Its now Tuesday afternoon (I think), its super hot during the day and we have 1395 nm to run. Jenn is making cakes (actual cakes!!) to enjoy at our half way party. We have other half way treats and fun and Frank is working on the DJ playlist. Lunch is couscous, cheese and chorizo in wraps. We’ve just gybed back on to our course for Grenada which should make our vmg go up a bit. Your roving reporter has been chatting on our trainees today - So Jasper, what sailing had you done before joining our crew? J M-T ‘I was a dinghy sailing instructor in 2018/9 in the South of France for PGL and then Vounaki in Greece. After that I did my Day Skipper in Chatham and was working as a Keel boat instructor in 2021. I started on EH01 in August to extend my experience and mileage, heading towards Yachtmaster

The good ship EH01 checking in! We are currently about 1650nm from Grenada, about 125nm ahead of the girls in Purple Mist who are probably our closest boat in the fleet and are following our line it seems We’ve spent the last couple of days in 22 - 28 knots and pretty decent waves and swell so we are on a sensible but efficient poled out headsail and prevented out main set up. We’ve had up to 36 knots under clouds at night and a bit of rain. It does always seem to be watch ‘1’ that gets the rain for which I can only apologise - smugly, from the comfort of my cosy dry bunk. Last night ‘A’ watch got the first flying fish in the cockpit - it flew up, hit me (Prue) on the back, I squealed- it was quite a surprise - Jenn squealed becuase I squealed and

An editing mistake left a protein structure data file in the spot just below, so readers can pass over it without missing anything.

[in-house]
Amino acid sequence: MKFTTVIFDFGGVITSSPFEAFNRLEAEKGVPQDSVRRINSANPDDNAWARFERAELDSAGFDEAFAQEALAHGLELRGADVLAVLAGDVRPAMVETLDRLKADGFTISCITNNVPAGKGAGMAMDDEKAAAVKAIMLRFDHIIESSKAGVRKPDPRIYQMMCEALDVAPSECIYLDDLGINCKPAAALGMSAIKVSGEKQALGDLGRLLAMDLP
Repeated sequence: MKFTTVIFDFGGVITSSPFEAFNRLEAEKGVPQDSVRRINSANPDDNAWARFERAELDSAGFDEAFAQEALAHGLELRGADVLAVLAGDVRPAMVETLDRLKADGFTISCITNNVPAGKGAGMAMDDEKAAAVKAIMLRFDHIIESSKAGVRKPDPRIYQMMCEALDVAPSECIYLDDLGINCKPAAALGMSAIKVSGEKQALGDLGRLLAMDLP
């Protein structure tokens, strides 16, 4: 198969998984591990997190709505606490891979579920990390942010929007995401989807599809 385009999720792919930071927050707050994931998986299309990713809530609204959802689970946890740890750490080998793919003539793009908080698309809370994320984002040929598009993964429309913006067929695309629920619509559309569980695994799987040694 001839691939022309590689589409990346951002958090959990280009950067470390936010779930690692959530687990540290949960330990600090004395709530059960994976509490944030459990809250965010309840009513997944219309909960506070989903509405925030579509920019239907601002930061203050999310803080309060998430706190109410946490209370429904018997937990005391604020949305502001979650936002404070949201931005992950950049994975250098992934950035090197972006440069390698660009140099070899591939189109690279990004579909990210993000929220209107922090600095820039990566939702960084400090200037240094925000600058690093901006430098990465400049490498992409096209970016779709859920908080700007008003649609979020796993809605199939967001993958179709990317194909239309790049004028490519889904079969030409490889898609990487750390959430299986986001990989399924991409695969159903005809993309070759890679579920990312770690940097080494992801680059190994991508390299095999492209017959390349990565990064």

Louay asked for blogs so detailed that he could smell it so here goes! I’m sure all the other boats will send descriptions of big waves and surfing and, sure, we have done lots of that too but heres some highlights of the other side of on board life Number of rounds of 20 questions - usually 5 or 6 per night watch. Things to guess have included elephant poo, gravity, the sun and a ski pole. Number of sinks unblocked - 1 Times a melon has jumped out of the netting and landed in the locker under the oven - 2 (Don't ask. It took a while to find it) Bags of nuts eaten - 5 Number of sunset photos taken - too many to count Highest surf speed record - 11.8knots by Sam last night Number of waves sworn at in the night when they try to round you up - 1,000,000 Hours spent trying to

James Harayda & Dee Caffari, racing Sun Fast 3300 Gentoo, have won the second race of the RORC IRC Two-Handed Autumn Series. Gentoo took line honours in the 128nm race as well as the win on IRC corrected time. Richard Palmer’s JPK 10.10 Jangada, raced by Jeremy Waitt and Shirley Robertson, was second, less than five minutes ahead of Sun Fast 3200 Cora, raced by Tim Goodhew & Kelvin Matthews. The RORC IRC Two-Handed Series overnight race was held in blustery conditions with about 25 knots from the north to north west. The RORC Race Committee set a course taking in all points of sail and requiring strategic decisions, especially with regards to tidal current and also for wind shadow on the southside of the Isle of Wight. Undoubtedly the best start was made by Nicola Simper’s S&S 34 Blueberry, starting the race at full pace at the Squadron Line. The RORC fleet